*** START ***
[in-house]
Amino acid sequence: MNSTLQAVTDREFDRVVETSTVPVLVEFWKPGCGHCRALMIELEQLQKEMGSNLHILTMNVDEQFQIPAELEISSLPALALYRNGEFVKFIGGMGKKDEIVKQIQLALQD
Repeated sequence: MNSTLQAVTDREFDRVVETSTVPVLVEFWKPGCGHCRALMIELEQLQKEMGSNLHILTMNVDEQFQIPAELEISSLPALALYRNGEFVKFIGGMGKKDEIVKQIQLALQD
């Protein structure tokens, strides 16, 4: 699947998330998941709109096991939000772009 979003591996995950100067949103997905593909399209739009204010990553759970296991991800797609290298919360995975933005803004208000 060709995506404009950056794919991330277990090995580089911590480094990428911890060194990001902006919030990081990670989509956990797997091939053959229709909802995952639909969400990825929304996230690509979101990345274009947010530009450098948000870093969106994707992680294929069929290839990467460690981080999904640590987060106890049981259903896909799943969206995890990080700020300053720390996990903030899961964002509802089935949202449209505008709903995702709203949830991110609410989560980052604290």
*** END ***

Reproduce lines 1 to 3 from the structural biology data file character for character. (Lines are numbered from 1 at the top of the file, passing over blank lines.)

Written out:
[in-house]
Amino acid sequence: MNSTLQAVTDREFDRVVETSTVPVLVEFWKPGCGHCRALMIELEQLQKEMGSNLHILTMNVDEQFQIPAELEISSLPALALYRNGEFVKFIGGMGKKDEIVKQIQLALQD
Repeated sequence: MNSTLQAVTDREFDRVVETSTVPVLVEFWKPGCGHCRALMIELEQLQKEMGSNLHILTMNVDEQFQIPAELEISSLPALALYRNGEFVKFIGGMGKKDEIVKQIQLALQD